In animals, sex pheromones indicate the availability of the female for breeding. Male animals may also emit pheromones that convey information about their species and genotype.
At the microscopic level, a number of bacterial species (e.g. Bacillus subtilis, Streptococcus pneumoniae, Bacillus cereus) release specific chemicals into the surrounding media to induce the "competent" state in neighboring bacteria. Competence is a physiological state that allows bacterial cells to take up DNA from other cells and incorporate this DNA into their own genome, a sexual process called transformation (see Natural competence).
Among eukaryotic microorganisms, pheromones promote sexual interaction in numerous species. These species include the yeast Saccharomyces cerevisiae, the filamentous fungi Neurospora crassa and Mucor mucedo, the water mold Achlya ambisexualis, the aquatic fungus Allomyces macrogynus, the slime mold Dictyostelium discoideum, the ciliate protozoan Blepharisma japonicum and the multicellular green algae Volvox carteri. In addition, male copepods can follow a three-dimensional pheromone trail left by a swimming female, and male gametes of many animals use a pheromone to help find a female gamete for fertilization.
Many insect species, such as the ant Leptothorax acervorum, release sex pheromones to attract a mate, and many lepidopterans (moths and butterflies) can detect a potential mate from as far away as 10 km (6.2 mi). Traps containing pheromones are used by farmers to detect and monitor insect populations in orchards.
Pheromones are also used in the detection of oestrus in sows. Boar pheromones are sprayed into the sty, and those sows that exhibit sexual arousal are known to be currently available for breeding. Sea urchins release pheromones into the surrounding water, sending a chemical message that triggers other urchins in the colony to eject their sex cells simultaneously.
This classification, based on the effects on behavior, remains artificial. Pheromones fill many additional functions.
Pheromones have evolved in all animal phyla, to signal sex and dominance status, and are responsible for stereotypical social and sexual behaviour among members of the same species. In mammals, these chemical signals are believed to be detected primarily by the vomeronasal organ (VNO), a chemosensory organ located at the base of the nasal septum. The VNO is present in most amphibia, reptiles, and non-primate mammals but is absent in birds, adult catarrhine monkeys, and apes. An active role for the human VNO in the detection of pheromones is disputed; the VNO is clearly present in the foetus but appears to be atrophied or absent in adults. Three distinct families of putative pheromone receptors have been identified in the vomeronasal organ (V1Rs, V2Rs, and V3Rs). All are G protein-coupled receptors but are only distantly related to the receptors of the main olfactory system, highlighting their different role.
It has been suggested that in the evolution of unicellular prokaryotes to multicellular eukaryotes, primordial pheromone signaling between individuals may have evolved to paracrine and endocrine signaling within individual organisms.
Pheromones of pest insect species, such as the Japanese beetle and the gypsy moth, can be used to induce many behaviors. As a result, a pheromone trap can be used to trap pests for monitoring purposes, to control the population by creating confusion, to disrupt mating, as well as to prevent further egg laying.
In mammals and reptiles, pheromones may be detected by the vomeronasal organ (VNO), or Jacobson's organ, which lies between the nose and mouth and is the first stage of the accessory olfactory system. Some pheromones in these animals are detected by regular olfactory membranes.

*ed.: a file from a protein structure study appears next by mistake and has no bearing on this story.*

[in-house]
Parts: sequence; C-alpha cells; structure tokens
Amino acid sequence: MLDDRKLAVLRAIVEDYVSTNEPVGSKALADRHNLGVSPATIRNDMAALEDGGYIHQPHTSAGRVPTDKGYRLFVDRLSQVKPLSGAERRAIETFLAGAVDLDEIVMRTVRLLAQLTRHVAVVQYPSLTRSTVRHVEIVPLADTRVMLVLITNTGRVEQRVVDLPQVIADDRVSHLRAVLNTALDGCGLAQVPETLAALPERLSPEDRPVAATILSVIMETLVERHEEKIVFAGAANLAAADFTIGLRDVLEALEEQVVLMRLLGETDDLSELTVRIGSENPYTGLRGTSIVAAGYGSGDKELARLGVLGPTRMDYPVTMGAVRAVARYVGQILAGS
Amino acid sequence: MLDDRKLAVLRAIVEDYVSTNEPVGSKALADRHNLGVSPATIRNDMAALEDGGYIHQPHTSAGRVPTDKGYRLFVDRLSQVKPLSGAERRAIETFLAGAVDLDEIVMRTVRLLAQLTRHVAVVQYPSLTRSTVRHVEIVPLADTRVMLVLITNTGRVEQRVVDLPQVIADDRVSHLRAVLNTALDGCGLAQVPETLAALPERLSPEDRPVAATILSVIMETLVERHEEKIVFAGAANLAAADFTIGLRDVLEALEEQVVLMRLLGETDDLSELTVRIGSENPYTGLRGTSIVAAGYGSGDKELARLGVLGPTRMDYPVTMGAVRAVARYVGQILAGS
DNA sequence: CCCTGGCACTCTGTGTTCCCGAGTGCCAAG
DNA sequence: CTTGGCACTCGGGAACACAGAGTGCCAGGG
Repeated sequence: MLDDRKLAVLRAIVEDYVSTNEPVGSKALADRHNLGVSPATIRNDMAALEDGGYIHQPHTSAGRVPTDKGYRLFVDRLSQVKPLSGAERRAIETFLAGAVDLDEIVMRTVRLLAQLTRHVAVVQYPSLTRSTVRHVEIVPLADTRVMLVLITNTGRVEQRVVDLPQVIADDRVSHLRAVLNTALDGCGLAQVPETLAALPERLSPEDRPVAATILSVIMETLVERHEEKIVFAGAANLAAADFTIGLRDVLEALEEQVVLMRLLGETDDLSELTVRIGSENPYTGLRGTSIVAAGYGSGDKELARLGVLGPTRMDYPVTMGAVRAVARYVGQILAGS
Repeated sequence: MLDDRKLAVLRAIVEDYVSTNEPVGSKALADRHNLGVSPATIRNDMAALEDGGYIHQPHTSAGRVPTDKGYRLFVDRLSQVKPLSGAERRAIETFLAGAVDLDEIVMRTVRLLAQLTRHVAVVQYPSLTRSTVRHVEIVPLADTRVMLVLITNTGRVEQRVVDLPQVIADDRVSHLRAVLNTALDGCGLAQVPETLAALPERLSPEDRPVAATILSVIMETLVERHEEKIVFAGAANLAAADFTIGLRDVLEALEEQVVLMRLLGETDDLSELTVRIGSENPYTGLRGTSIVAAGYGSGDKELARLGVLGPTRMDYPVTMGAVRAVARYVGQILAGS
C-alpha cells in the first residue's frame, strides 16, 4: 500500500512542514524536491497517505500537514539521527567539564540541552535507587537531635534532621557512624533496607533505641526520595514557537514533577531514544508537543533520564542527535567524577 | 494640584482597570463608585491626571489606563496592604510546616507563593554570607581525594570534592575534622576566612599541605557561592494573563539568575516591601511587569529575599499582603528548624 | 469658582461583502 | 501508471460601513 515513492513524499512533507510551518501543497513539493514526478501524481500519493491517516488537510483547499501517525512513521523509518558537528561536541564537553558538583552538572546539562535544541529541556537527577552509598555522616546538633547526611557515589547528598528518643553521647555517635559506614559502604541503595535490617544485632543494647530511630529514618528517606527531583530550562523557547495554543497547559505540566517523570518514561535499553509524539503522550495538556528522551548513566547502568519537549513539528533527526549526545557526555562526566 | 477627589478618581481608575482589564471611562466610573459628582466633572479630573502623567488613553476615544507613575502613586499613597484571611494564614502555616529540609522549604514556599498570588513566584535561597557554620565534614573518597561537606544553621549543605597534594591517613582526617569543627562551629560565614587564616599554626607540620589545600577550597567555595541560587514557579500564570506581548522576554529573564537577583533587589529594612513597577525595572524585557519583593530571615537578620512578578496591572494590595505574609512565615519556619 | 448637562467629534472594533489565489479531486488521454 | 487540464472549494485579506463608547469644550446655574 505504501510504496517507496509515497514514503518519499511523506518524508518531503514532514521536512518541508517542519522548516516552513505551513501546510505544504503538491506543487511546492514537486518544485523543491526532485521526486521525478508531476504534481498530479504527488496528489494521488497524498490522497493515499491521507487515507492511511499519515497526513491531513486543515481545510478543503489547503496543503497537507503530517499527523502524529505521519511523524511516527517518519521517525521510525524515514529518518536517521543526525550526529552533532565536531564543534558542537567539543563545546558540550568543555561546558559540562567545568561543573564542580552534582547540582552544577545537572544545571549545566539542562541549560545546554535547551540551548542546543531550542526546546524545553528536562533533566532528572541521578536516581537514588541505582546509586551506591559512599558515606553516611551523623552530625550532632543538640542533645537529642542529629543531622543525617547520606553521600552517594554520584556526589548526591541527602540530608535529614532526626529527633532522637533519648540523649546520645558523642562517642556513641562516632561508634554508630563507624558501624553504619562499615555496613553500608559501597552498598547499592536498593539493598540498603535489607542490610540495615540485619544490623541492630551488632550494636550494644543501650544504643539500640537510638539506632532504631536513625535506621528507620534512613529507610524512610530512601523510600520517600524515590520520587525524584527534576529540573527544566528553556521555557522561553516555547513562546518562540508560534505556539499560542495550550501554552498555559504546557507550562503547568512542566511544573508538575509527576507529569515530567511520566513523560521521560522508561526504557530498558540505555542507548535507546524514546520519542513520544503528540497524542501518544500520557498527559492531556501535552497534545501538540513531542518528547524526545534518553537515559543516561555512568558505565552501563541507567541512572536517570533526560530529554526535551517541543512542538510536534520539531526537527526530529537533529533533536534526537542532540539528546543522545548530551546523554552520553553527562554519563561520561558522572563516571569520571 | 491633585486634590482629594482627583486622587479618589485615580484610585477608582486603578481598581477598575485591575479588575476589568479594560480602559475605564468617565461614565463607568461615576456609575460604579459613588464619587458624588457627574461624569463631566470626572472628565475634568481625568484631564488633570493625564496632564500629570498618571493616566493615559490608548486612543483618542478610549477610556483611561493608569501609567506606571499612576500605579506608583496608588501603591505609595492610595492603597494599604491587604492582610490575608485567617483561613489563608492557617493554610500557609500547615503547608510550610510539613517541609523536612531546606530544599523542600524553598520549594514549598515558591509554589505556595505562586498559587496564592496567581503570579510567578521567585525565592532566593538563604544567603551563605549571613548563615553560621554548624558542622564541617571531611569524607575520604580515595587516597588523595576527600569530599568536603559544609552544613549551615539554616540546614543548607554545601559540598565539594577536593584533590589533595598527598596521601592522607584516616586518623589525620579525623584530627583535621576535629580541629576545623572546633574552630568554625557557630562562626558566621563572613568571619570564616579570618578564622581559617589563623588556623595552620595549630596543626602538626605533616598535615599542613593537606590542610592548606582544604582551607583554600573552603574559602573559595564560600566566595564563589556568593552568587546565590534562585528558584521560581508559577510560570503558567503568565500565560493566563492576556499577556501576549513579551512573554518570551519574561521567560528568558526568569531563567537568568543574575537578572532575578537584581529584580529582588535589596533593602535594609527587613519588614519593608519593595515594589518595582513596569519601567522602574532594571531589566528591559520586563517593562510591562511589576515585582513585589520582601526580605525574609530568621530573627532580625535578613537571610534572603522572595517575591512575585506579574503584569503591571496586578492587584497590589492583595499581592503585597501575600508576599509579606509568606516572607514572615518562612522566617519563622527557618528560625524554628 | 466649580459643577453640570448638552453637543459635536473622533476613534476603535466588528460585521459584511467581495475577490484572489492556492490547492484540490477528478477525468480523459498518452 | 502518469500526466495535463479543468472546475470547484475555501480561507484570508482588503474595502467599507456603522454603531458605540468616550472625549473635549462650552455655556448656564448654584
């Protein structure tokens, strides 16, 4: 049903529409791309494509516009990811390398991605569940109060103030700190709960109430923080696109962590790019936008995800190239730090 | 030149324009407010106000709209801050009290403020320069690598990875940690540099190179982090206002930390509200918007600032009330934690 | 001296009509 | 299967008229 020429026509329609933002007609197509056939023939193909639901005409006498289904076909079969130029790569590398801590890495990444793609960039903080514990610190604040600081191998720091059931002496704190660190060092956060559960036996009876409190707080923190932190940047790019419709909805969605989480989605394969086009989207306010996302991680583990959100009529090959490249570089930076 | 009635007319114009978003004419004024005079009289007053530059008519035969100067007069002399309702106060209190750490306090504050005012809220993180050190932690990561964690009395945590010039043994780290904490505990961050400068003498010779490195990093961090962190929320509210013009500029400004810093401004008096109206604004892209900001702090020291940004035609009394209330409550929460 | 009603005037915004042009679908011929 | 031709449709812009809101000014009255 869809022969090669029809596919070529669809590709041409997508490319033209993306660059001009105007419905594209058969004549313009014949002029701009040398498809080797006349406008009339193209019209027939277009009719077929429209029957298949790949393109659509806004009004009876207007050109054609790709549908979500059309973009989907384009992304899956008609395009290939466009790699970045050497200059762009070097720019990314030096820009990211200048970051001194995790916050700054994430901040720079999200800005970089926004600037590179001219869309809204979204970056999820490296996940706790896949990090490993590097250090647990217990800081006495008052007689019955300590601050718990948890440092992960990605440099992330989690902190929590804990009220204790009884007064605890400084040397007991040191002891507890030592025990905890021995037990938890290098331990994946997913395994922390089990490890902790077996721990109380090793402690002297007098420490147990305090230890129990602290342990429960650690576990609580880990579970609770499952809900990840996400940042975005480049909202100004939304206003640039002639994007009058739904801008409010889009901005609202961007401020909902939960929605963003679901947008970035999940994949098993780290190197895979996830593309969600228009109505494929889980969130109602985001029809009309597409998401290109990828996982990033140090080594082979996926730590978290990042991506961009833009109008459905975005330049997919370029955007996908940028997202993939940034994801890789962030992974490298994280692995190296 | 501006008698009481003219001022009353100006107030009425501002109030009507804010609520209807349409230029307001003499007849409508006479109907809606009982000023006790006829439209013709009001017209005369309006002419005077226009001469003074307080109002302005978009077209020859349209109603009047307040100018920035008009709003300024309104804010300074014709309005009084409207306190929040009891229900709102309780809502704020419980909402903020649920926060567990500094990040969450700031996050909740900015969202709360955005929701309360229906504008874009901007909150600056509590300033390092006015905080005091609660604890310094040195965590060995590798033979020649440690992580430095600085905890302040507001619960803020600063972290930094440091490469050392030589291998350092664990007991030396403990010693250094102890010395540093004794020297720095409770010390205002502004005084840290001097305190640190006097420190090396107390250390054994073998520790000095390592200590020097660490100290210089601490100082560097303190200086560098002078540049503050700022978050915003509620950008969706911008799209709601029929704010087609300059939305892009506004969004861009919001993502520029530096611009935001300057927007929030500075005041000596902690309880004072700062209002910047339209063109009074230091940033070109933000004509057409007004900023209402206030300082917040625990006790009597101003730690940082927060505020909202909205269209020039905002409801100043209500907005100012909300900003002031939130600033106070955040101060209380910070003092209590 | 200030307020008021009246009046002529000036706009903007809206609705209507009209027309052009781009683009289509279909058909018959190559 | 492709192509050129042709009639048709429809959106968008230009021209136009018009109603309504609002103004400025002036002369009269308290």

Mice can distinguish close relatives from more distantly related individuals on the basis of scent signals, which enables them to avoid mating with close relatives and to minimize deleterious inbreeding. showed that the inbreeding of mice derived from wild populations significantly reduced survival when such mice were reintroduced into a natural habitat.
While humans are highly dependent upon visual cues, when in close proximity smells also play a big role in sociosexual behaviors. There is an inherent difficulty in studying human pheromones because of the need for cleanliness and odorlessness in human participants. The focus of the experiments on human pheromones has been on three classes of putative pheromones: axillary steroids, vaginal aliphatic acids, and stimulators of the vomeronasal organ.
There are three axillary steroids that have been described as human pheromones: androstenone, androstenol and androstadienone. The axillary steroids are produced by the testes, ovaries, apocrine glands and adrenal glands. These chemicals are not biologically active until puberty when the sex steroids influence their activity. This change in activity associated with puberty is some of the best evidence that our species do communicate through odors.
Androstenol is the putative female pheromone. In a study by Kirk-Smith, people wearing surgical masks treated with androstenol or untreated were shown pictures of people, animals and buildings and asked to rate the pictures on attractiveness. Individuals with their masks treated with androstenol rated their photographs as being "warmer" and "more friendly".
The best-known case involves the synchronization of menstrual cycles among women based on unconscious odor cues (the McClintock effect, named after the primary investigator, Martha McClintock, of the University of Chicago). This study exposed a group of women to a whiff of perspiration from other women. It was found that it caused their menstrual cycles to speed up or slow down depending on the time in the month the sweat was collected: before, during, or after ovulation. Therefore, this study proposed that there are two types of pheromone involved: "One, produced prior to ovulation, shortens the ovarian cycle; and the second, produced just at ovulation, lengthens the cycle". However, recent studies and reviews of the McClintock methodology have called into question the validity of her results.